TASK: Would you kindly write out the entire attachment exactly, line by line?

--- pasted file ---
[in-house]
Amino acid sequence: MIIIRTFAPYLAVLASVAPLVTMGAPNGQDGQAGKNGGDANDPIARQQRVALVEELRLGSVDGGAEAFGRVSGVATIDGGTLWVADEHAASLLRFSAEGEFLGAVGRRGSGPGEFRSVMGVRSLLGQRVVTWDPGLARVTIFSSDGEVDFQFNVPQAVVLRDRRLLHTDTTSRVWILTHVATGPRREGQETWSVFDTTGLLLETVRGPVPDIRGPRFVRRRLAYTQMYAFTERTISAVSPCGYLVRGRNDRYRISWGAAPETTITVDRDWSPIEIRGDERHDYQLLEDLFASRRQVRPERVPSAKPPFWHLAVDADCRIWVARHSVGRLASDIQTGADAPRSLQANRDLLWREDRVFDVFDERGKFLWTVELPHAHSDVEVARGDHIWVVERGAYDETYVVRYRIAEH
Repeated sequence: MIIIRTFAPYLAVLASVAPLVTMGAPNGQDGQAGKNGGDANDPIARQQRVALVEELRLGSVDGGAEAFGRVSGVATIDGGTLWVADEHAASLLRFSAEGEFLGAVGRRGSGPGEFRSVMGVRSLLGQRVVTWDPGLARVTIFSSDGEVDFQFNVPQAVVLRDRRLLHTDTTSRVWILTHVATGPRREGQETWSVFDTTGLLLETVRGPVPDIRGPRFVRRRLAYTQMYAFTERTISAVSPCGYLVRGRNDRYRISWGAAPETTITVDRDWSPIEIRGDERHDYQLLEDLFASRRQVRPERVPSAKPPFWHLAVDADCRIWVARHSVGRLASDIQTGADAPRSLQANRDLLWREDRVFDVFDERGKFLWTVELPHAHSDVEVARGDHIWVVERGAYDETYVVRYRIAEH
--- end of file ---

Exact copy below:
[in-house]
Amino acid sequence: MIIIRTFAPYLAVLASVAPLVTMGAPNGQDGQAGKNGGDANDPIARQQRVALVEELRLGSVDGGAEAFGRVSGVATIDGGTLWVADEHAASLLRFSAEGEFLGAVGRRGSGPGEFRSVMGVRSLLGQRVVTWDPGLARVTIFSSDGEVDFQFNVPQAVVLRDRRLLHTDTTSRVWILTHVATGPRREGQETWSVFDTTGLLLETVRGPVPDIRGPRFVRRRLAYTQMYAFTERTISAVSPCGYLVRGRNDRYRISWGAAPETTITVDRDWSPIEIRGDERHDYQLLEDLFASRRQVRPERVPSAKPPFWHLAVDADCRIWVARHSVGRLASDIQTGADAPRSLQANRDLLWREDRVFDVFDERGKFLWTVELPHAHSDVEVARGDHIWVVERGAYDETYVVRYRIAEH
Repeated sequence: MIIIRTFAPYLAVLASVAPLVTMGAPNGQDGQAGKNGGDANDPIARQQRVALVEELRLGSVDGGAEAFGRVSGVATIDGGTLWVADEHAASLLRFSAEGEFLGAVGRRGSGPGEFRSVMGVRSLLGQRVVTWDPGLARVTIFSSDGEVDFQFNVPQAVVLRDRRLLHTDTTSRVWILTHVATGPRREGQETWSVFDTTGLLLETVRGPVPDIRGPRFVRRRLAYTQMYAFTERTISAVSPCGYLVRGRNDRYRISWGAAPETTITVDRDWSPIEIRGDERHDYQLLEDLFASRRQVRPERVPSAKPPFWHLAVDADCRIWVARHSVGRLASDIQTGADAPRSLQANRDLLWREDRVFDVFDERGKFLWTVELPHAHSDVEVARGDHIWVVERGAYDETYVVRYRIAEH